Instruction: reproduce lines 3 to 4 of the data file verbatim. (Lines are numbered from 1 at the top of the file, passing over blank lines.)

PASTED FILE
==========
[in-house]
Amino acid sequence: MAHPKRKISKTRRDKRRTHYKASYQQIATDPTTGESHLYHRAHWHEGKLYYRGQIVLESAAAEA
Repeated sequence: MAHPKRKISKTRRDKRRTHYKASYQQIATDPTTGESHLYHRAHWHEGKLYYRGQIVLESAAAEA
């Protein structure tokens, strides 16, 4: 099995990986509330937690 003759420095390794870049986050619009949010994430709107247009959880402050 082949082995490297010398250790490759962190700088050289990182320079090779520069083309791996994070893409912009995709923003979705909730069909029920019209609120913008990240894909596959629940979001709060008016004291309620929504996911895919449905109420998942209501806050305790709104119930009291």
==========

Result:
Repeated sequence: MAHPKRKISKTRRDKRRTHYKASYQQIATDPTTGESHLYHRAHWHEGKLYYRGQIVLESAAAEA
């Protein structure tokens, strides 16, 4: 099995990986509330937690 003759420095390794870049986050619009949010994430709107247009959880402050 082949082995490297010398250790490759962190700088050289990182320079090779520069083309791996994070893409912009995709923003979705909730069909029920019209609120913008990240894909596959629940979001709060008016004291309620929504996911895919449905109420998942209501806050305790709104119930009291």